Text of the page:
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Who We Are
History of United Way of Missoula County
United Way of Missoula County has been serving our community under a variety of different names since March of 1931, when the Federated Social Services of Missoula County was formed. At the helm, charting its original course, was Bill Gallagher, well respected local philanthropist. The goal, soon achieved, was to raise $28,000.
Federated Social Services adopted the name Community Chest in the late 1930s. During the 1940s and 1950s, amounts raised grew to more than $60,000 annually. Eighty-five percent of the money raised went to four Missoula agencies: Boy Scouts, Camp Fire Girls, YWCA and the Salvation Army.
In 1963, the name Community Chest was changed to United Givers. The old concept of agencies managing the organizations to raise funds for them was replaced by a new purpose: that of givers joining together to determine which agencies receive funding. Throughout the 1960s, over $100,000 was raised each year and new agencies supported, included Montana Association for the Blind, Catholic Charities and Lutheran Social Services.
In the 1970s, our organization raised about $200,000 and supported more new agencies, including the Crisis Center, Multiple Sclerosis Association, Seeley-Ovando-Swan Health Center, Law Enforcement Youth Camp and Day Care Scholarship Fund. The most significant change to United Givers was an affiliation with a growing national movement, and a name change to United Way of Missoula County. We joined an association of more than 1,400 other United Ways across the United States. United Way was defined as, “a community project, locally organized and supported, with two primary purposes: 1) raising money each year in a single campaign and 2) seeing that this money was wisely allocated and carefully used.”
Today, United Way Worldwide is the nation’s largest charity, with 1,800 affiliates in 45 countries, raising more than $4 billion annually. Its mission – to improve lives by harnessing the caring power of communities – sets a leadership example for our local United Way to follow.
During the 1980s, local campaign goals exceeded the $400,000 mark. Under the direction of experienced campaigners, a team fund-raising structure was put into place. The teams included Commerce and Industry, Government, Education, Retirees, Medical, and Sales divisions. Big Brothers & Sisters of Missoula, Missoula Developmentally Disabled, Community Homes Council and Missoula Senior Citizens Centers were newly funded agencies during this decade.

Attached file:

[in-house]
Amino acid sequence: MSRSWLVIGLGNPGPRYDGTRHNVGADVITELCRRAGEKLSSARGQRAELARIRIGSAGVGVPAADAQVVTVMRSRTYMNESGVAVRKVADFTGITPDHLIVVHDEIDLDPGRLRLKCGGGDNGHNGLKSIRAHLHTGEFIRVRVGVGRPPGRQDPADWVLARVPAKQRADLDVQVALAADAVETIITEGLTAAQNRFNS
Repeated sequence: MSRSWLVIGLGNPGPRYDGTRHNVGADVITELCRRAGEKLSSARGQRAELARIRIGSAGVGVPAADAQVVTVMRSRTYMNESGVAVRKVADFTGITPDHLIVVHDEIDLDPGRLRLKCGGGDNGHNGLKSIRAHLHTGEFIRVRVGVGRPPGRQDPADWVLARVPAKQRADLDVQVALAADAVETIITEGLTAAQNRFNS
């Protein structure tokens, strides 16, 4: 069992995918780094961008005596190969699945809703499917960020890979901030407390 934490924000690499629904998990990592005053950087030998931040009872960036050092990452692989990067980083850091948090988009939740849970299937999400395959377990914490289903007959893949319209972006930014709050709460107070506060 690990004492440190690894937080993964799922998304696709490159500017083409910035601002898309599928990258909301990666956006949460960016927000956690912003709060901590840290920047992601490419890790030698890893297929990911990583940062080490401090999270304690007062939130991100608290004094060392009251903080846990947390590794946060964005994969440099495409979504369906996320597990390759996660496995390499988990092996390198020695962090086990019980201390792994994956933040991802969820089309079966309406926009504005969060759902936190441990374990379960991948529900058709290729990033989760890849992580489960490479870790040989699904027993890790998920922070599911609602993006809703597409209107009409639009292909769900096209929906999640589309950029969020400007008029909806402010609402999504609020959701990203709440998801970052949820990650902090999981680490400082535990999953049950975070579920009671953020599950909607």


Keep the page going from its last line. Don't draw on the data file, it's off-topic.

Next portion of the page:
In 2007, her first year as CEO of United Way of Missoula County, Susan Hay Patrick led United Way of Missoula County’s transition to a “community impact model.” This calls upon United Way to build and sustain strong, lasting relationships with diverse partners and supporters, in order to change community conditions. Development efforts are focused not solely on time-limited workplace campaigns bolstered by payroll deductions, but on engaging meaningfully with donors and building relationships with diverse stakeholders year round. In 2007, our collective efforts raised $1.45 million, $77,000 more than our goal.
In 2008, United Way Worldwide announced a 10-year Challenge to America in the areas of Education, Income and Health, setting ambitious, measurable goals for our country to achieve in each of these areas by the year 2018. United Way of Missoula County endorses these overarching goals. We also implemented LIVE UNITED, United Way Worldwide’s campaign to encourage all Americans to give, advocate and volunteer. LIVE UNITED is much more than an awareness and branding campaign; it is a call to action. Through giving, advocating, and volunteering – living United – we can all play a role in building a better community for everyone.
In 2011 – our 80th year – United Way of Missoula County raised more than $1 million. Today, United Way of Missoula County supports 34 funded programs at 21 partner agencies, providing critical services and support to the most vulnerable people in our community. In addition, we are regarded as one of the most effective human-services organizations in Missoula County. Over the last year, our collective impact in the community was $750,000 in terms of direct grants and leadership involvement in substantive efforts to build a better community for all. In partnership with donors, funded programs and diverse partners throughout our community, we continue aspire to excellence as we work toward our goals of community excellence, measurable impact, and improved lives.